No matter how far apart various objects may be, both in terms of the distance between them and the lack of similarities thereof, the fact that they exist in the same Universe already signifies that there is a tangible link between them. Comparing something as enormous as the planet Mercury to something as insignificant as a speck of sand found on the seashore may seem ridiculous at first, yet a closer look at the two will show that they, in fact, share a range of characteristics, including their origin.
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Needless to say, the above-mentioned objects are very different in terms of their looks. First and foremost, the definition of each must be mentioned. As Soter says, a planet is an “end product of disk accretion around a primary star or sub star” (Soter 2513). A speck of sand, in its turn, can be defined as a part of the material that the process of physical weathering of rocks results in.
The size of the planet compared to the one of the speck is also a major distinctive feature. According to the existing data on Mercury, its approximate size equals 6.083 x 1010 km2. As far as the mass of the planet is concerned, it is assumed to be 3.3 x 1023 kg (Cain para. 1), whereas the one of a speck usually takes less than a gram.
Even though the chemical compound, which the two things in question are made of, is, in fact, the same, the colors, which the aforementioned objects have, are very different as well. While sand is usually of a yellowish color, the surface of Mercury is believed to be grayish.
The specified color cast should not be considered the effect of dust laying on the surface of the planet; the solid silicate rock, which Mercury consists of, for the most part, are also of a slightly grayish color. The difference in color can be explained by the fact that, in contrast to sand, which is made of silicon dioxide (SiO2), Mercury is made of silicate (a compound of SiO2 and other chemical elements).
However, weirdly enough, there is also a major similarity, which brings to the things together. As it has been stressed above, the chemical element, which makes the basis for the existence of the two, is the same.
Moreover, the planet rotating in the space and being surrounded by other planets in the endless Universe reminds much of a speck of sand being trapped amidst myriads of other specks on the ocean shore. The fact that Mercury is merely a range of similar space objects trapped in the vast, unbounded space makes the planet very similar to a sand speck, which is also merely a tiny part of a greater entity.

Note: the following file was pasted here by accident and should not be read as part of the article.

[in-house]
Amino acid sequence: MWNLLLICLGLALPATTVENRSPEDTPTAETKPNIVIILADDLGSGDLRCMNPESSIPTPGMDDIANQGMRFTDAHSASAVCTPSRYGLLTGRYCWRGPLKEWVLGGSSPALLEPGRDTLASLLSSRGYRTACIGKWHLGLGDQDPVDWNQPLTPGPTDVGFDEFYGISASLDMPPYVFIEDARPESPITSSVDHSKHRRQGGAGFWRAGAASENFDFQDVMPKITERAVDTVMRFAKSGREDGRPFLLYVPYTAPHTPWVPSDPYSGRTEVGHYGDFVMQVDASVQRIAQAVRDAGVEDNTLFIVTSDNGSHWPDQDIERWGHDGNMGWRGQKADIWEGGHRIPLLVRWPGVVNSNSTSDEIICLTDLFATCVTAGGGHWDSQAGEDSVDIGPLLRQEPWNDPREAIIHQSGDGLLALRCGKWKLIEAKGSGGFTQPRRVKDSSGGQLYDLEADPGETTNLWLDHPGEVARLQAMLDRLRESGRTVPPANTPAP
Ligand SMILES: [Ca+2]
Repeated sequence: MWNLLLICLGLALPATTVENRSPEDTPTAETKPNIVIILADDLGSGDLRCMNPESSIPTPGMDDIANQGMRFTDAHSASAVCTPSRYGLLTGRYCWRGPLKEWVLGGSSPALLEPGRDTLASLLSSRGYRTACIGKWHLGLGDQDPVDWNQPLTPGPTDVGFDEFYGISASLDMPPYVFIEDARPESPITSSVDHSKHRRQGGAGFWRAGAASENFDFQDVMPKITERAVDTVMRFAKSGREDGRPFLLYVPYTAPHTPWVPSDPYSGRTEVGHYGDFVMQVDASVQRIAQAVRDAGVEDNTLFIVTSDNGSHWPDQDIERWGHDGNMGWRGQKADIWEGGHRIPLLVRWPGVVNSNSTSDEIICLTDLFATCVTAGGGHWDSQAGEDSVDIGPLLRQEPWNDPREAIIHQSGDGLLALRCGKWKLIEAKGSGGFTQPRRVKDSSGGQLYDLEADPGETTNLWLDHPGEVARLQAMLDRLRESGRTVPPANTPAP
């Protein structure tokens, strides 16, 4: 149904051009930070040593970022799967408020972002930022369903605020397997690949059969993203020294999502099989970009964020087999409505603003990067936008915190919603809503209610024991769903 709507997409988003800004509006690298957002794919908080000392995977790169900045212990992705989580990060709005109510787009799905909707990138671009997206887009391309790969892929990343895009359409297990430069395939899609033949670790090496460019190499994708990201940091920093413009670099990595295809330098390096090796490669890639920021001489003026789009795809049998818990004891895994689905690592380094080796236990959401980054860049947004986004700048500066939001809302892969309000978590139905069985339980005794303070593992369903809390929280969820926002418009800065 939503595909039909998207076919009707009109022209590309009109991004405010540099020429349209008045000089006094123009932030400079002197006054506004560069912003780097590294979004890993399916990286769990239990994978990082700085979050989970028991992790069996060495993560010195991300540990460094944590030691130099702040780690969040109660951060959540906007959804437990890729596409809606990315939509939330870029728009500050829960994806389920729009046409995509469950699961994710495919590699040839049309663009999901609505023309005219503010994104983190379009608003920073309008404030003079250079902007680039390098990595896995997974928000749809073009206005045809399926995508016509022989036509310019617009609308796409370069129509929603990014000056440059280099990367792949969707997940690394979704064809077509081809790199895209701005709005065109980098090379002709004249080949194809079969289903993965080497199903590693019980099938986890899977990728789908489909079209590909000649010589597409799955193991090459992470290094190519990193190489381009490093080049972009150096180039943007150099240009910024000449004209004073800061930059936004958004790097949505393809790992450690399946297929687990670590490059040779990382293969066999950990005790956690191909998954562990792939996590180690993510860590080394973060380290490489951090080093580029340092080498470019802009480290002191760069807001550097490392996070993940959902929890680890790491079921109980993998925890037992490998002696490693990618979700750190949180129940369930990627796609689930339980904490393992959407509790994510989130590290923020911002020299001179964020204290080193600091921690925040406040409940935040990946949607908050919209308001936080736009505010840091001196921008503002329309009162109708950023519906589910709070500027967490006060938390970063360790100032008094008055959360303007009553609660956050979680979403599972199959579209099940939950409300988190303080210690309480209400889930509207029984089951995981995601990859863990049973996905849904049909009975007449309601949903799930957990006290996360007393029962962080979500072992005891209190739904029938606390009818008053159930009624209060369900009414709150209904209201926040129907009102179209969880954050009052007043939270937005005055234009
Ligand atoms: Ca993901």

Likewise, the state and hardness of the two objects in question are quite comparable. Much like a tiny speck of sand, silicate Mercury is in its solid-state. Indeed, even though Mercury is very close to the Sun compared to the Earth, the planet still remains solid for the most part, which makes it similar to the state of a speck of sand.
While the core of the planet is in a liquid state because of the high temperature and the complex chemical processes undergoing in it, the surface of Mercury can still be considered solid, as, on the molecular level, the silicate retains its crystal structure and, therefore, should be viewed as a solid matter and not fluid (“New Data, New Ideas, and Lively Debate about Mercury” para, 8).
As far as the shape is concerned, claiming that the two are very similar would be quite a stretch, yet there is a chance that a sand speck may resemble a planet (i.e., have a spherical shape). According to the results of the study that involved magnifying the image of sand grains, the latter may take literally any shape, starting from star-like ones to the ones that make the grain look like a shell.
As the image provided below displays, sand grains may take random shapes, yet they clearly tend to curve. The aforementioned characteristics can be viewed as the effect of water polishing sand speck. Likewise, planets in general and Mercury, in particular, cannot be considered perfectly spherical, yet they tend to be roundish.
Despite the fact that there is an obvious difference between the two objects mentioned above, they do share their origin, which can be considered essential to proving their similarity. The specified case of detecting the points of contact between two different things is, in fact, unique, as the objects in question originate from the same chemical element and even the same modification of the element in question (Silicon, Si, according to the Periodic Table).
Moreover, the objects under analysis share a range of properties, such as hardness, color, etc., as they have a common origin. At the same time, for the objects that are made of the same element, they possess a variety of characteristics that set them apart, such as size, function, etc. Two things that are composed of the same element yet display rather different properties, a speck of sand, and Mercury are clearly worth comparing.
Cain, Fraser. “Characteristics of Mercury.” Universe Today. 2012. Web.
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“New Data, New Ideas, and Lively Debate about Mercury.” NASA. 2011. Web.
Soter, Steven. “What Is a Planet?” The Astronomical Journal 132 (2006), 2513–2519. Print.